Let's Not Turn Our Schools Into Prisons

How many times in the past five years have you heard the phrase“let’s not turn our schools into prisons?” Many are quick to utter the phrase as soon as security measures like metal detectors, security cameras, access control systems or school resource officer programs are mentioned. Unfortunately, far too many of our schools are prisons without them — prisons of fear. I do not suggest that every school should implement every one of these measures, but there are many schools that need, but do not have them. Too many of our children have been allowed to die in schools where appropriate security measures were not in place. The“lets not turn our schools into prisons” line sometimes comes from ignorance. This situation most often involves a lack of awareness as to the real level of risk in a particular school and lack of knowledge as to how such measures can be implemented without making children feel like prisoners.


Some parents and school officials still question the need for school resource officers in their schools, particularly armed officers. I will never forget the words of the principal of Pearl High School when he said that he never even considered the need for a school resource officer until he saw children dying in his school. Interestingly enough, the adults make a much bigger mountain out of the school resource officer issue than the students we are so concerned with. A statewide survey of Florida high school students revealed that the school resource officer was identified as the “most trusted adult” in school by 94 percent of students surveyed.


Another common concern that confounds me is the issue of security cameras. While cameras are sometimes overrated in their effectiveness, they can make a significant difference if used appropriately. I once met with school officials and elected board members in a fine restaurant in Maryland. I was informed that a number of parents strenuously objected to the idea of security cameras in local schools. As we discussed the topic, I noticed that there was a security camera in place for each table at the restaurant. I suppose those same parents would refuse to dine at what I was told was among the most popular eating establishments in the community. It is funny how people will readily accept security cameras in a bank, convenience store or hospital, but will balk at the idea of using the same devices to protect what is most precious to them.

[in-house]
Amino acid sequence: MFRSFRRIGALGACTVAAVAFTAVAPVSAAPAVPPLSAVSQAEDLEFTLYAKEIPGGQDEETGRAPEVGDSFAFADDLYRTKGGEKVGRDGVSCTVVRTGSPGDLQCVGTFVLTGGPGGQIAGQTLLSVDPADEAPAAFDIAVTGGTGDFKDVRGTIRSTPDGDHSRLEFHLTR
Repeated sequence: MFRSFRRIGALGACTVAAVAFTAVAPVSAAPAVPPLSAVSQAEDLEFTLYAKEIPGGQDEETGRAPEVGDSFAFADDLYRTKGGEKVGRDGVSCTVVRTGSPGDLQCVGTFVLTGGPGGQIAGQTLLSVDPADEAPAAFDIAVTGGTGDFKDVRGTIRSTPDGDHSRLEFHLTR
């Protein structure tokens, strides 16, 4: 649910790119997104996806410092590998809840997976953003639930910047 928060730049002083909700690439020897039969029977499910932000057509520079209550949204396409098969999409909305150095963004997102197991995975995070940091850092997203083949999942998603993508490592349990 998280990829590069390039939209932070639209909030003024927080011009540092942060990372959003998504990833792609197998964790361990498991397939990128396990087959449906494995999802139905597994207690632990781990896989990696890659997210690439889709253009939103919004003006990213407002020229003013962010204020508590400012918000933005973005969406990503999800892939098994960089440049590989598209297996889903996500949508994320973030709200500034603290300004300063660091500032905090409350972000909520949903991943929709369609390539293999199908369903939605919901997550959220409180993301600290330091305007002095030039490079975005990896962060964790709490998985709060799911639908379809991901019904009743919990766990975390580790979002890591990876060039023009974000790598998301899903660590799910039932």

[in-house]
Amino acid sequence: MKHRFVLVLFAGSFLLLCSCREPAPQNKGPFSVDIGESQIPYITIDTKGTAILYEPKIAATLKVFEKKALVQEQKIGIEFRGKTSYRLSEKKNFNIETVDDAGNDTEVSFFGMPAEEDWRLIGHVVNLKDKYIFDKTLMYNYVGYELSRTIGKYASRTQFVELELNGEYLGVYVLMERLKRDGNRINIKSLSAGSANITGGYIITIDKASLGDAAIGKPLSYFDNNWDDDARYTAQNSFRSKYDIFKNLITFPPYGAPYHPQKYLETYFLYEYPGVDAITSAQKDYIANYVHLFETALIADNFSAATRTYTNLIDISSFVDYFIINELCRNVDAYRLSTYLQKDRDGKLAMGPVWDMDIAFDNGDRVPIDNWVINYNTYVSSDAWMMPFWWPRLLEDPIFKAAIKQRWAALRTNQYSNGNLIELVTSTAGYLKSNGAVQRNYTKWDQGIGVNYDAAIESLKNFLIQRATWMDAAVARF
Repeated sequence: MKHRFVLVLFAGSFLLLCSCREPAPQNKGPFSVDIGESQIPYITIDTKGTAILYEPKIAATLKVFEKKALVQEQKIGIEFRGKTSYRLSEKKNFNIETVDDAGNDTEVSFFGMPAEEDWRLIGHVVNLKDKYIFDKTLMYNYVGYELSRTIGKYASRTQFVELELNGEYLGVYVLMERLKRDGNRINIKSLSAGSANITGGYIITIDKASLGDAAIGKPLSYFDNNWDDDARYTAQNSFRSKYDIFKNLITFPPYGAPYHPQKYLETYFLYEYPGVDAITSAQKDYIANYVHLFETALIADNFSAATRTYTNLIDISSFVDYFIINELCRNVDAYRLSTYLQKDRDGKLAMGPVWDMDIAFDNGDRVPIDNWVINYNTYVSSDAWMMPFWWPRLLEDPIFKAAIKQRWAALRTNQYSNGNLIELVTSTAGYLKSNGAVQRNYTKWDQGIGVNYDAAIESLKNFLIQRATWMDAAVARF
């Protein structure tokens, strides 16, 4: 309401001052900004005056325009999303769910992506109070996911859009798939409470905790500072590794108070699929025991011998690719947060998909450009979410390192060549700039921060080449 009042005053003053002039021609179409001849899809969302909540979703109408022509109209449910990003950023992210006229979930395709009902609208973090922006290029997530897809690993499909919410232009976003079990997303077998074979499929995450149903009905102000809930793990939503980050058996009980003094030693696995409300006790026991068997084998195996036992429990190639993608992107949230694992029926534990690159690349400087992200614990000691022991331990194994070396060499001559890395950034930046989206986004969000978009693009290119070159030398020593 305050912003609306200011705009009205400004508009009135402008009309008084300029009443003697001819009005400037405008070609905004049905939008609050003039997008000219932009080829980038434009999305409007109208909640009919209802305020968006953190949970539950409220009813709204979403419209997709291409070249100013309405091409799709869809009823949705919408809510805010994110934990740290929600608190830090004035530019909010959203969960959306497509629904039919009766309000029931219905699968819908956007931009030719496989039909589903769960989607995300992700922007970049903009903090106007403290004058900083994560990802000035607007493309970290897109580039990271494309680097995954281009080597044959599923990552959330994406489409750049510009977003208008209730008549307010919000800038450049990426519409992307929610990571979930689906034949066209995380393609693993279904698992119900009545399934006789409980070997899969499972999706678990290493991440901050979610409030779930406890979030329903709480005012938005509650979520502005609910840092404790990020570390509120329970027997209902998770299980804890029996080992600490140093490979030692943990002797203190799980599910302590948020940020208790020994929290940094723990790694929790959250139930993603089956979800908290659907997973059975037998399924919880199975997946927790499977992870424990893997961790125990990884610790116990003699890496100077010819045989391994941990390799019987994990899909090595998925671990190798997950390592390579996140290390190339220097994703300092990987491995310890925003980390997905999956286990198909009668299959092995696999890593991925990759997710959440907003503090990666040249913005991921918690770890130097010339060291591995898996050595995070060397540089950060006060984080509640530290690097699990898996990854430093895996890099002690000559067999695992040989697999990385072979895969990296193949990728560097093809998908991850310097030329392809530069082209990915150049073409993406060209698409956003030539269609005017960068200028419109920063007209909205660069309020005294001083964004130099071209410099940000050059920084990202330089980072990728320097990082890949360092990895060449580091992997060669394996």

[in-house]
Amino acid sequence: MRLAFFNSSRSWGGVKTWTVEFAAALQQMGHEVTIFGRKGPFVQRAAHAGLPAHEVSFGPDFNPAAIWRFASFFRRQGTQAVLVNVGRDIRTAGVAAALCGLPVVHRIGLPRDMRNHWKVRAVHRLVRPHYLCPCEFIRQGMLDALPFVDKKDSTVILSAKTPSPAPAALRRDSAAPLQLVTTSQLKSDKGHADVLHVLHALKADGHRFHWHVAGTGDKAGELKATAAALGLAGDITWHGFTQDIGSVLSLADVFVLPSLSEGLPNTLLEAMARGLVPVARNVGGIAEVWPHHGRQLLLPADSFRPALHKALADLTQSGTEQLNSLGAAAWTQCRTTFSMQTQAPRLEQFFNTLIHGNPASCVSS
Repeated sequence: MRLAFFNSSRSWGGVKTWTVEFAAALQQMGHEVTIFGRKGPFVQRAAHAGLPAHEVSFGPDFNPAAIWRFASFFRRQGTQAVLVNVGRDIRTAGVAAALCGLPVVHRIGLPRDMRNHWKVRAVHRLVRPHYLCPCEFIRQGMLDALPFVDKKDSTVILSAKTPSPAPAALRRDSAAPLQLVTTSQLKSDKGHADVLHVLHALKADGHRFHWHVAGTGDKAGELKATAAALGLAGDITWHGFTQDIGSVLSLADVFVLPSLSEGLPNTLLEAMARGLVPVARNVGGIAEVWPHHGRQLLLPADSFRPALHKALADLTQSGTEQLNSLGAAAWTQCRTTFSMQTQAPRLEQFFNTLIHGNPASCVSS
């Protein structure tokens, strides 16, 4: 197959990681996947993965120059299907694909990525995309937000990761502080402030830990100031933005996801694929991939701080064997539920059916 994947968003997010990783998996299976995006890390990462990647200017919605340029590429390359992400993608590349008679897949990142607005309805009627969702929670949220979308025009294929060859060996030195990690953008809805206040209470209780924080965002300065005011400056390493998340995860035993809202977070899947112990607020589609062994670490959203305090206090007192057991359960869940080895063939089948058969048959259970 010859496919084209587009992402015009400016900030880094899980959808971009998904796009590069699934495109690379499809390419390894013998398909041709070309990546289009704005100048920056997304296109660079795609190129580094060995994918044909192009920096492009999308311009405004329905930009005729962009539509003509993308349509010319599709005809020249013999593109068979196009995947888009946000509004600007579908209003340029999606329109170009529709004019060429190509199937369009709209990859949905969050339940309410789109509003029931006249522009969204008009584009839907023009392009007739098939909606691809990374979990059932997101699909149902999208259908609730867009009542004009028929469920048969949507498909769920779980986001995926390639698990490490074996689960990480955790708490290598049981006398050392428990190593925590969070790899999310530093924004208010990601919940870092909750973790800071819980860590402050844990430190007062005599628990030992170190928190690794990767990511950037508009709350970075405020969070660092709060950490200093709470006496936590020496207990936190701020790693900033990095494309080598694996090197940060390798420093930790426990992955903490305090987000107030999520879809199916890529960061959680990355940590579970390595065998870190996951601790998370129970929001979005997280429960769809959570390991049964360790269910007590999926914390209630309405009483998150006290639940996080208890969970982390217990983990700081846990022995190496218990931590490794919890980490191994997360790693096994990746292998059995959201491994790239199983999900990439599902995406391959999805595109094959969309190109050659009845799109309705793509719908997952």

We are also apt to hear the prison phrase applied when metal detection is discussed. Since most students and parents are not aware of the actual rate of weapons carried in our schools, they may be inclined to raise a considerable fuss if metal detection is mentioned as an option, unless a child is actually killed in their school. With less intrusive options available for schools, such as random metal detection programs, it is interesting how it takes an actual incident to change people’s perspectives. I was asked to observe and evaluate the metal detection program at the 2002 Winter Olympic Games. According to Bob Padhrasky of Garrett Metal Detectors, the “Salt Lake City Winter Olympics was by far the largest and most comprehensive security event ever held.” Mr. Padhrasky maintains that more than 475 walk-through and 950 hand-held metal detectors were used for screening. When contrasted to the 60 walk-through units relied upon at the LA games, the metal detection program was intensive.


Other security measures, such as elaborate identification cards, security cameras and the presence of large numbers of law enforcement officers were also evident. The 2002 Winter Olympic Games were clearly a high security event. And how did the public respond to this intensive security? While reviewing metal detection checkpoints at the games and nearby facilities such as Temple Square, I heard only positive comments. According to a front-page article in the Desert News, the metal detection program was “wildly successful.”


Four hundred people were asked “How satisfied were you with the level of security at the 2002 Winter Games?” Eighty-seven percent said they were very satisfied, 9 percent were somewhat satisfied, no one said they were not very satisfied or not at all satisfied and four percent said they didn’t know. No one said they felt like they were in prison. These responses echoed the attitude of the people that I spoke to at screening stations. After standing in line for 45 minutes, they repeatedly said that the wait in line was worth the peace of mind that would allow them to enjoy the games.


Forty-two percent of the respondents of the aforementioned survey reported that they were very confident that security was tight enough to foil “any terrorist plot,” and another 47 percent said they were somewhat confident in the same level of safety. The final result is that the Atlanta Games will be remembered for a bombing, while the Salt Lake Games will be remembered for the games themselves. How will your schools be remembered?



Michael S. Dorn has been a full-time campus safety practitioner for 23 years. He has authored 14 books, lectures frequently across the nation and has provided consultation and technical assistance to more than 2,000 public safety agencies and learning institutions worldwide. He can be reached at .


About the Author

Michael S. Dorn has helped conduct security assessments for more than 6,000 K-12 schools, keynotes conferences internationally and has published 27 books including Staying Alive – How to Act Fast and Survive Deadly Encounters. He can be reached at www.safehavensinternational.org.

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